What was the most interesting aspect of this story? The least interesting?

Taking on this question, whethere or not he is right or wrong is what makes it interesting. there isn`t much solid evidence or a clear reasoning for why something becomes contagious so it is a brave effort on his part to theorize in a book.

Did Contagious inspire you to do anything?

No. I feel like there are little nuggets of information which are useful but nothing mindblowing enough to make me incorporate it into my work and daily life as a marketer.

8 of 9 people found this review helpful

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  • Andy
  • 2013-03-12

actionable!

Berger does a great job of breaking down the various elements that when working together, create a contagious effect. He then provides a recipe for maximizing the chance that your initiative will be contagious. Super narration and fast listen.

19 of 23 people found this review helpful

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  • Grant
  • 2013-05-29

There's no magic to it.

I work in the area of creative commerce and nearly all of the points made in this book about stickiness and compelling content on the internet were true 20 years ago in other media. The rules of engagement with consumers and audiences have not changed. Just the battlefield has. This alone is good to know, but does not justify the time one must dedicate to listening to this piece — a mixed bag, from which I'm not sure I gleaned many points that I can use in my daily work. It's just more of the same old pseudo-experts attempting to write "rules" on how creative people catch lightning in a bottle. Creative people, on the other hand, do not need those rules, as they know innately how to compel.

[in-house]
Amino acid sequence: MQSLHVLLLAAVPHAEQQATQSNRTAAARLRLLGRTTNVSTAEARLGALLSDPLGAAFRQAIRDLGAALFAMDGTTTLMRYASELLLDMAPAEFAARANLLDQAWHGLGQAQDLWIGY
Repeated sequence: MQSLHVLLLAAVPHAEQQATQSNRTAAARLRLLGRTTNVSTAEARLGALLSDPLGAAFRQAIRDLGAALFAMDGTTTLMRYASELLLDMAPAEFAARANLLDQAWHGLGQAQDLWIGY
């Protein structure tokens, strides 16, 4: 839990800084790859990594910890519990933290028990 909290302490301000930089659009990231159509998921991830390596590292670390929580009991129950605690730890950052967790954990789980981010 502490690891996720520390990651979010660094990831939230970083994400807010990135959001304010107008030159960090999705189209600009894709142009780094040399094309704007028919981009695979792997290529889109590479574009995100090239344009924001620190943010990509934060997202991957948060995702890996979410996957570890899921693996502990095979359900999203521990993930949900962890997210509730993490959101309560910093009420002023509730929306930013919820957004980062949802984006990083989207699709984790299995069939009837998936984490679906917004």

27 of 35 people found this review helpful

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  • angie
  • 2013-06-07

One I will listen to again

Where does Contagious rank among all the audiobooks you’ve listened to so far?

It's in the same catagory that I put Malcolm Gladwell.

What was the most compelling aspect of this narrative?

This book has helped me in business and social circles and explains the psychology behind the connections.

What about Keith Nobbs’s performance did you like?

He held my attention with his narrative

What’s the most interesting tidbit you’ve picked up from this book?

social currency

2 of 2 people found this review helpful

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  • Dr A
  • 2013-09-14

Smart, but painfully verbose

The author’s advice on marketing makes sense, but I found his audiobook a stressful listen, as his endless stories, spelled out in a host petty details really distracted from the message. It would have benefited from a much tighter re-write.

4 of 5 people found this review helpful

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  • Nathan
  • 2013-05-15

Excellent on all fronts.

What other book might you compare Contagious to and why?

The Tipping Point. It's like the sequel to the Tipping Point, which I also enjoyed.

What’s the most interesting tidbit you’ve picked up from this book?

Social Currency. I love that expression.

Any additional comments?

The narration blends very well with the content to the point the narrator sounds like he is the author. The book is a collection of lessons framed in stories that have practical application for just about any business. This is the first book that anyone of ambition should read or listen to. I've listened to it twice and will listen to it again in the future I'm sure.

Highly recommended.

4 of 5 people found this review helpful